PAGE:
My children grew up in a safe, stable, single-parent home. They are compassionate, deeply understanding, empathetic young adults who are equipped to withstand the waves that life will inevitably send their way. They’ve weathered a storm and come out stronger, better, more self-aware.

They’ve learned from their own life experiences how to communicate their needs, how to hear another opinion, how to empathize and validate, to compromise and to give in, to be nonjudgmental and accepting of others. They’ve learned how to navigate relationships of all kinds. They have the tools to be husbands and wives, mothers and fathers, who can build strong relationships and stable homes.

And yet, I see my beautiful, talented daughter, who grew up in a “broken home,” who graduated at the top of her class, who holds down a good job, volunteers and has tons of friends, and is deeply connected to Hashem. I see her as her friends get engaged and move on and yet, true to Rabbi Levi’s words, we hear no after no after no.

Thank you, Rabbi Levi, for shedding light on this topic. And now I turn to you, dear readers, to be the ones to create the change. Let us, all of Klal Yisrael, learn to see the person behind the labels, and maybe, just maybe, when we can open our hearts and minds, when we can stretch beyond our self-imposed judgment calls, we’ll be zocheh to see an end to the shidduch crisis and we will all be zocheh to see our precious children build beautiful homes of their own.

A mother with a broken heart but wholesome home


Unwelcome in Our Own Neighborhood [Growth Curve Serial]

Blimi Rabinowitz is extremely talented and does a marvelous job portraying people and societies. Yet although her new serial makes a great read, I cannot bring myself to look at it. It is too painful.

I have been living in this community for more than a dozen years, and I have watched it as it has filled with the type of people depicted in this serial. Yes, it is wonderful that they have chosen to come to Eretz Yisrael, and I know that it must require mesirus nefesh for them to leave family and friends in America to come spend a year or two in Israel. But it behooves them to realize that there are others who are also moser nefesh to live here and have been doing so for many years. We have deliberately chosen to leave the superficialities and materialism so we can raise pure children without exposing them to certain elements of American society that we have chosen to escape from.

We don’t want our kinderlach seeing parents busy with iPhones; we don’t want them observing Shabbos seudos that become parties and alcohol fests. We want neighbors who dress like bnei Torah, not who roam the streets in shorts and tank tops or promenade through the shopping strip in substandard tzniyus attire. Shouldn’t visitors, including those who choose to make their home here for a few years, try to adapt and acclimate instead of ignoring and provoking?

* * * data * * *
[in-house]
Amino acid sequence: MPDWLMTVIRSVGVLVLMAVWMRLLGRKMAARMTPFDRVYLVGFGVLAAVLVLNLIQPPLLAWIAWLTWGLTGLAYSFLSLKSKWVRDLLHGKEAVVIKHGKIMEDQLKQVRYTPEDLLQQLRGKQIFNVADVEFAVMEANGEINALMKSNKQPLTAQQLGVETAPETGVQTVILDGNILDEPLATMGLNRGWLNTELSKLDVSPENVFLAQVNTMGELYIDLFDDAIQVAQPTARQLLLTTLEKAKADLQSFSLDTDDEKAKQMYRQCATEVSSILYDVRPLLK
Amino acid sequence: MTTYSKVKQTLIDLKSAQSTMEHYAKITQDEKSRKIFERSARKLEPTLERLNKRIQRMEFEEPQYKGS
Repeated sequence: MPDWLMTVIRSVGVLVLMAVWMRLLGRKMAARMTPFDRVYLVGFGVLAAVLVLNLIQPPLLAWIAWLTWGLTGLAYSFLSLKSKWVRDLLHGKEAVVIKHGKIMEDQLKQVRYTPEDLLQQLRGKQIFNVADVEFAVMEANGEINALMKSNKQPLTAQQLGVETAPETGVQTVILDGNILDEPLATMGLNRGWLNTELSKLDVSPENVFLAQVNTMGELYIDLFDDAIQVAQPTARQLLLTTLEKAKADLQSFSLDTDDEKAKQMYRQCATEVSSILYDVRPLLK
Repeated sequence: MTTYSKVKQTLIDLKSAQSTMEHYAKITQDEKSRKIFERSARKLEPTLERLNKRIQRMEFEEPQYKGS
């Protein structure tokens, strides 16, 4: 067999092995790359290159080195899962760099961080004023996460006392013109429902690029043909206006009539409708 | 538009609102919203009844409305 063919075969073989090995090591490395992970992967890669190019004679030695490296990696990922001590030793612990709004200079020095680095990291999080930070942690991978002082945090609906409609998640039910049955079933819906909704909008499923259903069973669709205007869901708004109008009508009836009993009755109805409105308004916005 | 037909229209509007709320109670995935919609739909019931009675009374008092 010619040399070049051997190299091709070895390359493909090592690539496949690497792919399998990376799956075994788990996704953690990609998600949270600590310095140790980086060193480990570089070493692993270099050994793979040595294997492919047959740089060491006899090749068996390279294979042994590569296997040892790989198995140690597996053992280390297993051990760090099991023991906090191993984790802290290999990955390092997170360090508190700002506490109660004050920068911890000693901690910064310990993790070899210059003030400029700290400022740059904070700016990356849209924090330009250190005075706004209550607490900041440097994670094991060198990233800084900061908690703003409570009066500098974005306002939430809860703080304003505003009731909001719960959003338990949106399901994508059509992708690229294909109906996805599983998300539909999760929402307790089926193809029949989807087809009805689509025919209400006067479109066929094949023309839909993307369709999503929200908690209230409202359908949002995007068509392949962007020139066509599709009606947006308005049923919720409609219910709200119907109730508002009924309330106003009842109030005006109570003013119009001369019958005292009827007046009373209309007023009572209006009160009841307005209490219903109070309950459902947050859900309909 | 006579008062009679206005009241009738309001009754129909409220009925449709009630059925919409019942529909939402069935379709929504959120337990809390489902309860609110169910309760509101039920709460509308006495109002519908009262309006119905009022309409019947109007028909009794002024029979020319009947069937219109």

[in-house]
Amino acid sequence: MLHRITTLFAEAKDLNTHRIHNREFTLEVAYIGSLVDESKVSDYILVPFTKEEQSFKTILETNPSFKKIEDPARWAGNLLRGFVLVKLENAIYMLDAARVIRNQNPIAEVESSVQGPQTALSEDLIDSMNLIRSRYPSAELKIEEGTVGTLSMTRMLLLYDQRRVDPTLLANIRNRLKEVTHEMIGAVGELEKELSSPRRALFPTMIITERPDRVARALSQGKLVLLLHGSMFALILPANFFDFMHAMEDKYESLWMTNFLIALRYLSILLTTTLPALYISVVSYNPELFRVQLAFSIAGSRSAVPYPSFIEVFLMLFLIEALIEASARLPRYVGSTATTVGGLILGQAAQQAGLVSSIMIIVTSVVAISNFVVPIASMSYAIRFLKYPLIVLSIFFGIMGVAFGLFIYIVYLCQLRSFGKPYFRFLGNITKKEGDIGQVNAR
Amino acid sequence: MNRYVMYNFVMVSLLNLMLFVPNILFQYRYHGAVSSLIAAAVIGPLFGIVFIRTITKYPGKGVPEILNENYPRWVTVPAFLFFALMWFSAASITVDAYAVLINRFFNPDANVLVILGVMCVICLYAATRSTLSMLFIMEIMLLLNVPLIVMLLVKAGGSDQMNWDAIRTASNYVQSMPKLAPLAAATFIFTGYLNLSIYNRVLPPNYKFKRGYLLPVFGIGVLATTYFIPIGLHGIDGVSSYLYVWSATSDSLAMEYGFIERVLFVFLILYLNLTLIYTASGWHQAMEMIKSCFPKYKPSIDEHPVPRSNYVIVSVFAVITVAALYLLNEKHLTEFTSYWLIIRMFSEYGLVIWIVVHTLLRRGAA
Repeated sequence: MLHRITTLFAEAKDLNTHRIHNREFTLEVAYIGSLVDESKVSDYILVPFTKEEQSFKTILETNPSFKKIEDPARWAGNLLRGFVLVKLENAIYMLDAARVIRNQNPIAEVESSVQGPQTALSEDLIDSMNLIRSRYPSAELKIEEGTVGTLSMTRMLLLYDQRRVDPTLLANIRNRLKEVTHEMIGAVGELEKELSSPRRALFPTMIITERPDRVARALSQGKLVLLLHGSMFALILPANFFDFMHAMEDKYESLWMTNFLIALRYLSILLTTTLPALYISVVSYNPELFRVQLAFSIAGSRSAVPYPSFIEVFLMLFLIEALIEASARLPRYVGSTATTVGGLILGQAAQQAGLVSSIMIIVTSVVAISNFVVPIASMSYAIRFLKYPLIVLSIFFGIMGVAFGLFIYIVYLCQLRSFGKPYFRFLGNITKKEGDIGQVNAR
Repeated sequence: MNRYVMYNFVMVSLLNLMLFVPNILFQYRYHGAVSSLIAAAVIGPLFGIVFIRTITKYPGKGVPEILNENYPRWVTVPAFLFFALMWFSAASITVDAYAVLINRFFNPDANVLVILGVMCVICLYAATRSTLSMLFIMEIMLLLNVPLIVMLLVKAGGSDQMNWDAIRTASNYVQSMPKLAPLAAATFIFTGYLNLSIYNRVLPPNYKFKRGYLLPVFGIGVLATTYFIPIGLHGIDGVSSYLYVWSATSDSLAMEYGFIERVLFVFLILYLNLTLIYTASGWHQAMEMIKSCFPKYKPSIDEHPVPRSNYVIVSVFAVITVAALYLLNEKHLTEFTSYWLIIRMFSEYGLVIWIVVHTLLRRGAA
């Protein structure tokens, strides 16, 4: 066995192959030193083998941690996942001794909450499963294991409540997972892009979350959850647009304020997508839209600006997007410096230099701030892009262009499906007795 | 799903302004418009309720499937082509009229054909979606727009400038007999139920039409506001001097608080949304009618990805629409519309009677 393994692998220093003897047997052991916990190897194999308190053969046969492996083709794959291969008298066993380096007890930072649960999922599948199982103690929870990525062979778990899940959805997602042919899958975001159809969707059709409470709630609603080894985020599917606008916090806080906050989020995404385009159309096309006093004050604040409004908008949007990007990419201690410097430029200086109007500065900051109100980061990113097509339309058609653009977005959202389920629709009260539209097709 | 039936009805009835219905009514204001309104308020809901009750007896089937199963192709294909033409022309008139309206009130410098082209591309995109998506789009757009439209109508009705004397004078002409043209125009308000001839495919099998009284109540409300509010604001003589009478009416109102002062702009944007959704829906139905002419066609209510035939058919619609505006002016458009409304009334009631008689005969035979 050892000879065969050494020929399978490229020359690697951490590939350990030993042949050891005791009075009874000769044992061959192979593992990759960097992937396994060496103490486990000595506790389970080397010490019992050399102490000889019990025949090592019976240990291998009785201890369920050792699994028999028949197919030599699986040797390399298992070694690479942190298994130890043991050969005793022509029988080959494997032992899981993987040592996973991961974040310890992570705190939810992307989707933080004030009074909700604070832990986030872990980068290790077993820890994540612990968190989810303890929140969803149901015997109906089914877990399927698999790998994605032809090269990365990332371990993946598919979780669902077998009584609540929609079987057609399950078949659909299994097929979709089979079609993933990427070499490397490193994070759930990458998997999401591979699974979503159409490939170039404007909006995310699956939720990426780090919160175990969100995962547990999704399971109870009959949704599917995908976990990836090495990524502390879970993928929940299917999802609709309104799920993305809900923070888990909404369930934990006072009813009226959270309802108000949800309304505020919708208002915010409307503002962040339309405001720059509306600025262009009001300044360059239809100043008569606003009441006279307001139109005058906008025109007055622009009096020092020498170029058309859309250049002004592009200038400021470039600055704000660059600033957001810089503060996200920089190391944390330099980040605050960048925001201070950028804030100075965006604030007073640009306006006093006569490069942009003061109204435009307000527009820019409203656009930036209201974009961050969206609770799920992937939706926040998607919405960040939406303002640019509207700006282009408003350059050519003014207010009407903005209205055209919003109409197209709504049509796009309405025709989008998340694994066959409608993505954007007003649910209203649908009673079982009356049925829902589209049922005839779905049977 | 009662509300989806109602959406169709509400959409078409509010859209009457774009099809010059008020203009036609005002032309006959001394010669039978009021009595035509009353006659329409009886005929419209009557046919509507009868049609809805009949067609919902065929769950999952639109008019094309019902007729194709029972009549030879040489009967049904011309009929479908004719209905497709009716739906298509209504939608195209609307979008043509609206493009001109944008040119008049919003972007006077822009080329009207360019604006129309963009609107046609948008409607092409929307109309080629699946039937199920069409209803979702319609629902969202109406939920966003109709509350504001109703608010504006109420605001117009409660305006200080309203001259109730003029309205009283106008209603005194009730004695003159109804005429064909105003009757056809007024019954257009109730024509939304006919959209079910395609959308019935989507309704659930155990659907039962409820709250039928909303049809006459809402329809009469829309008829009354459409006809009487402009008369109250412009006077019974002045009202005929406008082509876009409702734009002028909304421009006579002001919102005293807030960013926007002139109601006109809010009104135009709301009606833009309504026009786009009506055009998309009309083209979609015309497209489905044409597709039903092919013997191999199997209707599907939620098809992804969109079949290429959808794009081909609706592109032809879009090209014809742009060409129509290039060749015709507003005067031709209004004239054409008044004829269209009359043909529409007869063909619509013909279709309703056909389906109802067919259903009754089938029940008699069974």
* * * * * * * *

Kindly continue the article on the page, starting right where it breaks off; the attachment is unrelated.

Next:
I mourn the days of old when the thrill of shanah rishonah was knowing our husbands were learning bein hasedorim, not sipping iced coffee on Paran. While Yerushalayim certainly invites everyone in her loving embrace, the new kids on the block are unfortunately making some of us feel unwelcome.



Unfair Targeting [Growth Curve Serial]

I’m an avid reader of Mishpacha and I enjoy it immensely; it truly does a magnificent job being relatable and fascinating. I am also impressed that a rabbinical board reviews the content before it goes to print, ensuring a kosher read.

However, I am deeply disturbed that the rabbinical board allows the Growth Curve serial to target a specific neighborhood and write negatively about it.

My married children live in Ramat Eshkol and are serious bnei Torah, living with true mesirus nefesh. We are offended by the portrayal of this neighborhood in our Ir Hakedoshah and how this serial is promoting these presumptions. What, pray tell, is the author hoping to accomplish?

If it’s to let the world know what they think is going on in Ramat Eshkol, what’s the heter? Even if the author lives in Ramat Eshkol or knows firsthand that all they write is 100 percent true and they have tremendous ahavas Yisrael and want to promote change, don’t you know this “in your face,” “holier than thou” tone is counterproductive?

Feel free to spread your message to the masses in a kosher, more anonymous way, but to make those living a beautiful life feel attacked and in the negative spotlight is wrong on every level.

I respectfully request the serial be discontinued as it’s a complete breach of shemiras halashon.

A mother in America who sheps endless nachas from her children in Ramat Eshkol


(Originally featured in Mishpacha, Issue 935)